Visit the East End, an historic and culturally diverse community in the heart of Houston.
The East End cradles our city’s roots and offers the rich cultural, educational and economic diversity that make Houston a true city of the twenty-first century.
The East End is recognized for its strong industrial base. Today, twenty-four per cent of the land area is used for manufacturing and warehousing. We’re surrounded and crisscrossed by major highways and railways, making transportation and shipping easy. The Port of Houston, on our eastern boundary, is one of the world’s ten busiest ports.
Houston’s history begins in the East End. Buffalo Bayou runs past the site of old Harrisburg, early Texas trading post and seat of government for the Republic of Texas in 1836. Today, historic plaques speak to this history at the site of Mrs. J. R. Harris’s home and at Glendale and Harrisburg cemeteries.
Always diverse, today’s East End reflects a largely Latino residential population. In Second Ward and Magnolia Park, two of the city’s oldest Hispanic neighborhoods, you’ll find Mutalistan Hall on Canal Street, Our Lady of Guadalupe Church on Navigation Boulevard and the intricate concrete bandstand designed by V. Linzano and inscribed “From Houston Mexicans to their city” in Hidalgo Park. The City of Magnolia Park will celebrate its centennial in fall, 2009.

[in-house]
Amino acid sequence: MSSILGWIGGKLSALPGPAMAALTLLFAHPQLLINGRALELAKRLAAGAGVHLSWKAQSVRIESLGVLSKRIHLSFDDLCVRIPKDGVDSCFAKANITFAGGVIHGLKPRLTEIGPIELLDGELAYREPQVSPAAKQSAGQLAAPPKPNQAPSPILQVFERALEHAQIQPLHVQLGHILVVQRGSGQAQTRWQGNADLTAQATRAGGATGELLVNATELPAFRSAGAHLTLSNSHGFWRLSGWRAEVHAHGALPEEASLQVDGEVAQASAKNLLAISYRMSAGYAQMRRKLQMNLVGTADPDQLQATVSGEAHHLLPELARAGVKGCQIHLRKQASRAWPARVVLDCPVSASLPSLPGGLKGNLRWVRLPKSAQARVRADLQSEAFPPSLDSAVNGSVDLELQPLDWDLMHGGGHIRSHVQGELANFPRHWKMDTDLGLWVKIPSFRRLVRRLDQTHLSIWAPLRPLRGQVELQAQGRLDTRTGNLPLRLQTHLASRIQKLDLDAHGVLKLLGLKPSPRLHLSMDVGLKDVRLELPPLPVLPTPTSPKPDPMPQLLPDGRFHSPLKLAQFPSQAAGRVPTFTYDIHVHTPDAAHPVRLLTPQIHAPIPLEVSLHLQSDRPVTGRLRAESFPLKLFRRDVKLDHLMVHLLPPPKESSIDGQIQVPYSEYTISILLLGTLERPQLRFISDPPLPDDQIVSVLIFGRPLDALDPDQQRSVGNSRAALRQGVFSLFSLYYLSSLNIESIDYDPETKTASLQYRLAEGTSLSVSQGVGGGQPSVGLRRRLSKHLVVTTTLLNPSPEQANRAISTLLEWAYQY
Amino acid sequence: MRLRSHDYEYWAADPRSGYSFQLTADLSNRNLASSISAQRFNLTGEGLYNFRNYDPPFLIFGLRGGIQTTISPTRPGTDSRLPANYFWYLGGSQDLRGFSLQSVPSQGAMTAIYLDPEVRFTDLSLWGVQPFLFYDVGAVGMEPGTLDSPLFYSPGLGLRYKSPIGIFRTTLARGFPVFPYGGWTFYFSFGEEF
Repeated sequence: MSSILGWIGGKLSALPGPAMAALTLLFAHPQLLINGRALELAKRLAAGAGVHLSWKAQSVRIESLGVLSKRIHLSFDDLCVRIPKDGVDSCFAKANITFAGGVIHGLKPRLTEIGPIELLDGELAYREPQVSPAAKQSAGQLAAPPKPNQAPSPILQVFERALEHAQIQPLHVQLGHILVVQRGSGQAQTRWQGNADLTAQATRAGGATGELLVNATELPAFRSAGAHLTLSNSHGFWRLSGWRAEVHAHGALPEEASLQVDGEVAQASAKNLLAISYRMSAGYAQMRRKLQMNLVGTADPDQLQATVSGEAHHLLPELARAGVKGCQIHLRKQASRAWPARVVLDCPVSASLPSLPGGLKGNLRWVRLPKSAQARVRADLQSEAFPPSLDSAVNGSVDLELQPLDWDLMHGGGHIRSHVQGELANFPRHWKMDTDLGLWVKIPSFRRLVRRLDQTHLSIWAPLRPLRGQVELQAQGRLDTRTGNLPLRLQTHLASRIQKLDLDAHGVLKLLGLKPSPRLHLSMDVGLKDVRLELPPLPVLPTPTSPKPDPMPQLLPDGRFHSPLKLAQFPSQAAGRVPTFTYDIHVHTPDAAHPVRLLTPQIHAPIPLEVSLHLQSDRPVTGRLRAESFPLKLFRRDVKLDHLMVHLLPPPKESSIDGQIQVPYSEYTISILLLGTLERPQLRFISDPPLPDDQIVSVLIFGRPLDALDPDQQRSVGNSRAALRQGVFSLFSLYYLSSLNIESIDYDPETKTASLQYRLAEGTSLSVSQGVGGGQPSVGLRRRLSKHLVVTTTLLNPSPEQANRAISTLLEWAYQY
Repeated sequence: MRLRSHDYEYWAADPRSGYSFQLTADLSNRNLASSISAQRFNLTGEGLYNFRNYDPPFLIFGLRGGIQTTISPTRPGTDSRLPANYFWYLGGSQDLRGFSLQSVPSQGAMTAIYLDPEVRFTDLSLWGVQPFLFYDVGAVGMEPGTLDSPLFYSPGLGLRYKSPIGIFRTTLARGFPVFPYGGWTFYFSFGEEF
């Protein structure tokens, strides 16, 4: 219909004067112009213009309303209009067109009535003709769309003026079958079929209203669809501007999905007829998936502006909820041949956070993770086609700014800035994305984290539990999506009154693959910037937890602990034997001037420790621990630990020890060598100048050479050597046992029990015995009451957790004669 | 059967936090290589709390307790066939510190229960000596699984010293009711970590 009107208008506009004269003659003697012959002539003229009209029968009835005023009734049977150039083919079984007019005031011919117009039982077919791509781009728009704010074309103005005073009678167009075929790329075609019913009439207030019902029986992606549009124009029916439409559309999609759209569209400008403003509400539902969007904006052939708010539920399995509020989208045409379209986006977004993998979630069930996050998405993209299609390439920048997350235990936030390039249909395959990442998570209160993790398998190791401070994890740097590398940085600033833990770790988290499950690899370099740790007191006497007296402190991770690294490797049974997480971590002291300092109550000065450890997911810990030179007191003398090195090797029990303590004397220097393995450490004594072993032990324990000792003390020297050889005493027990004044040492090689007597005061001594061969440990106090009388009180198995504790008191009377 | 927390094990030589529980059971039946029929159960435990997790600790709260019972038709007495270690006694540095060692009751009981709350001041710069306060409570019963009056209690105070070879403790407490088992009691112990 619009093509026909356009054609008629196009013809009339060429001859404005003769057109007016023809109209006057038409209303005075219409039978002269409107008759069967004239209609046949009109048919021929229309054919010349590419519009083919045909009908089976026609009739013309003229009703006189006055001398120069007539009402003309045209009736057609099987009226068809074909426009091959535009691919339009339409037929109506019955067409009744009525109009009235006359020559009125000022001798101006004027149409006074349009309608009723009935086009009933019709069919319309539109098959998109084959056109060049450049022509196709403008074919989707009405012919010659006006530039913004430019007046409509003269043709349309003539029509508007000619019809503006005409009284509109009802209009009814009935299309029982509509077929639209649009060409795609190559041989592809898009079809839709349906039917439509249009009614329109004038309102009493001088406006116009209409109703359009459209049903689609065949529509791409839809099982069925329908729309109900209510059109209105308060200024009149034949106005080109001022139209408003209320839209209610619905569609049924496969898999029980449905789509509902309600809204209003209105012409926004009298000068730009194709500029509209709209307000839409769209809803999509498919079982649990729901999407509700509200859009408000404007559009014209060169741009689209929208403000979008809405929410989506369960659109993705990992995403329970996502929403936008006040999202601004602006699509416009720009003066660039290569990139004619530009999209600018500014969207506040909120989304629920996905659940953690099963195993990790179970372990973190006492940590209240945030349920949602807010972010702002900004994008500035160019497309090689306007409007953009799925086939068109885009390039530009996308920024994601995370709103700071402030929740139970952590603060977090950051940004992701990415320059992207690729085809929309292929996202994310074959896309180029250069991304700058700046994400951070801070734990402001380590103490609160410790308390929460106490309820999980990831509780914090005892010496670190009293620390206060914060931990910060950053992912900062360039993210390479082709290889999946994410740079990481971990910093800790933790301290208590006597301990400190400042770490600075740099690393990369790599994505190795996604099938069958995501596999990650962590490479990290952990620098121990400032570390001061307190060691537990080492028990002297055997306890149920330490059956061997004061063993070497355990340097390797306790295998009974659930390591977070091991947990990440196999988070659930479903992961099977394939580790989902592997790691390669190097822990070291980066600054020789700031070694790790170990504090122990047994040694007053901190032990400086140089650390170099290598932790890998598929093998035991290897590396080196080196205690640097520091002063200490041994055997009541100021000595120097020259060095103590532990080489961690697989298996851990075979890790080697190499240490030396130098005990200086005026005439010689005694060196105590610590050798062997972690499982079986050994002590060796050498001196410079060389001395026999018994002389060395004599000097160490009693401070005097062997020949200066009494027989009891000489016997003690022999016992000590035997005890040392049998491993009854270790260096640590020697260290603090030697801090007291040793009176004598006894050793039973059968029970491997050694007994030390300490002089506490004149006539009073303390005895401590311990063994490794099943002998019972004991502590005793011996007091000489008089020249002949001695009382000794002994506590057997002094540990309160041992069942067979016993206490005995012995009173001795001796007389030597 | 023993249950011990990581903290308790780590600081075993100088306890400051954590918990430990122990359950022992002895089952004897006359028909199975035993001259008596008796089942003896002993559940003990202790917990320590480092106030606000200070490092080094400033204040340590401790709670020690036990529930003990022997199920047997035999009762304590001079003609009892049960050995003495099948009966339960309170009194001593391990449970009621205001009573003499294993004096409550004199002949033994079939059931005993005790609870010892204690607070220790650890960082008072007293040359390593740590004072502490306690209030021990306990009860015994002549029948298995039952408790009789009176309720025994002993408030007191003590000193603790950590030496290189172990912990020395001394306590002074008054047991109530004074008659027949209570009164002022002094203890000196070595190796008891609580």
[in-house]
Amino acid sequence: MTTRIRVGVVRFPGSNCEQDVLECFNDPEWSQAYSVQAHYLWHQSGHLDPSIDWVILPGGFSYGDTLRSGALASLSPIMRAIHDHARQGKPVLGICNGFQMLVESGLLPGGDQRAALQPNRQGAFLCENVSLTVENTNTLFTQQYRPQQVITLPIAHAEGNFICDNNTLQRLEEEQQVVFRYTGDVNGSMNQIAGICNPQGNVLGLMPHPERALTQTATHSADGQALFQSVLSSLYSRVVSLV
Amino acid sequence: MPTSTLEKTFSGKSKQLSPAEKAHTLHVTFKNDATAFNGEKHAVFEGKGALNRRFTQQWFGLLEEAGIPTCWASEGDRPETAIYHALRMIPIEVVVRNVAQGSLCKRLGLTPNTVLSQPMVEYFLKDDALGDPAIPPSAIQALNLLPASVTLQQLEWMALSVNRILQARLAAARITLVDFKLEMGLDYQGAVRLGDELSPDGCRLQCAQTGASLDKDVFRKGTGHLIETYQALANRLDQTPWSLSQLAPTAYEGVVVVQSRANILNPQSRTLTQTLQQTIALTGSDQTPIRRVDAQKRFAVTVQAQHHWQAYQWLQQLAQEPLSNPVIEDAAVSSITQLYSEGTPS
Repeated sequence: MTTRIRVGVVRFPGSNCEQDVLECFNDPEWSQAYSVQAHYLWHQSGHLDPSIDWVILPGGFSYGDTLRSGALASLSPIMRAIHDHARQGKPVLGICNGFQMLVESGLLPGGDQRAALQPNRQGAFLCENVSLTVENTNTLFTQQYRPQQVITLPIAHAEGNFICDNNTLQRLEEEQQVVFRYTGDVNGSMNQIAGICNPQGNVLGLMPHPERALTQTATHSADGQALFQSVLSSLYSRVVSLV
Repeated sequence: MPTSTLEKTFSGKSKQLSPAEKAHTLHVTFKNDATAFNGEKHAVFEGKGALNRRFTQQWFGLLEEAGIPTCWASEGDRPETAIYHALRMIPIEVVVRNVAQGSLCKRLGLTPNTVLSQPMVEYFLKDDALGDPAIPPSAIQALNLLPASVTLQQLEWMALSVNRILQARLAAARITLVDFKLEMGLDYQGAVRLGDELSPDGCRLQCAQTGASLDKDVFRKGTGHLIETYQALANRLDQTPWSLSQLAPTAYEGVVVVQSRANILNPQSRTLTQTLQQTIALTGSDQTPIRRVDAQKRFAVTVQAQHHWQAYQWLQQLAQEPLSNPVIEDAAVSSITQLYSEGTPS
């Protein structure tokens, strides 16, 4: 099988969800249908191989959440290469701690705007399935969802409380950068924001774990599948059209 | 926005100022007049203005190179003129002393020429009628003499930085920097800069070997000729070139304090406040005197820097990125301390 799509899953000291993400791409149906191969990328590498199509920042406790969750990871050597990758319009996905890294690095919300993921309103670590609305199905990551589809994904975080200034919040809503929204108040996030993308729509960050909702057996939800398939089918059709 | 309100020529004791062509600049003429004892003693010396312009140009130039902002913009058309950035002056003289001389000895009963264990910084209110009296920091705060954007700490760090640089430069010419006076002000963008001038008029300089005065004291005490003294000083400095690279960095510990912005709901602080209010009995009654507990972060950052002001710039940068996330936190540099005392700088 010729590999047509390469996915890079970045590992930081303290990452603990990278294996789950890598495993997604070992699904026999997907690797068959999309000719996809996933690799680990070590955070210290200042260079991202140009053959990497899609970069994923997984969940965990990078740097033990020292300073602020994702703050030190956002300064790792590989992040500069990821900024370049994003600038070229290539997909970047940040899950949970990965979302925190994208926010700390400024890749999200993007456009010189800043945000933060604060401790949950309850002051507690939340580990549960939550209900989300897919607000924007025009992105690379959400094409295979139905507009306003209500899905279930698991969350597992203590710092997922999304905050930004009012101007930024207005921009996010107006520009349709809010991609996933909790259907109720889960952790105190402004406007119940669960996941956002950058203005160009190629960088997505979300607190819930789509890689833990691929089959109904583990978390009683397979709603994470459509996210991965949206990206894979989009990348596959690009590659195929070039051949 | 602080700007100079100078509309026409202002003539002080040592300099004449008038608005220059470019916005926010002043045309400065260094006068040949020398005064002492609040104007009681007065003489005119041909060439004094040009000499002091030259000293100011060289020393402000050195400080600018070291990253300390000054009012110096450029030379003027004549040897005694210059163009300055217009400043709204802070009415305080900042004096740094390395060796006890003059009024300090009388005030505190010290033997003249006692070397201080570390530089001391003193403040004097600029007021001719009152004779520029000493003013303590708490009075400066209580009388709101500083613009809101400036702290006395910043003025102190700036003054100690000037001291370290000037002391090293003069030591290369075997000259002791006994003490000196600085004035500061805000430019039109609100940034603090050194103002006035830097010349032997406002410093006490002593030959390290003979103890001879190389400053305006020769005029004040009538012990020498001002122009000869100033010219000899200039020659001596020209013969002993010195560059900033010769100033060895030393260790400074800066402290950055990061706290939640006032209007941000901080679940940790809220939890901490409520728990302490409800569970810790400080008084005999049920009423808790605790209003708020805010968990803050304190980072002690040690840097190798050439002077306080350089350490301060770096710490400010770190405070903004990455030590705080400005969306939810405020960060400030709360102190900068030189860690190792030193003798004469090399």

We’re home to many of Houston’s best Mexican restaurants and bakeries, most of them family owned. You’ll find cabrito Monterrey style, sizzling fajitas, Yucatan panuchos and empanadas, Mexican pastries, and licuados made with fresh mangos.
Houston’s East End offers rich educational opportunities at the University of Houston, Houston Community College-Southeast and Texas A&M Engineering Extension Service. Immediately adjacent is Texas Southern University in Houston’s Third Ward.
The East End is home to The Orange Show, an internationally recognized folk art environment; Eastwood, Houston’s earliest planned subdivision; Talento Bilingue De Houston, the largest Latino cultural center in the county; the Harrisburg Hike and Bike Trail, and a growing number of community murals.
We’re excited about new development in the East End. On our western boundary, the old Myers Spalti Mfg. Co. (formerly El Mercado Del Sol) was purchased by Trammel Crow and is now fully leased as Alexan Lofts. On the east Wulfe & Co redeveloped Gulfgate, Houston’s first shopping mall.
The new day begins in the East End. We know when you visit that you’ll stay awhile.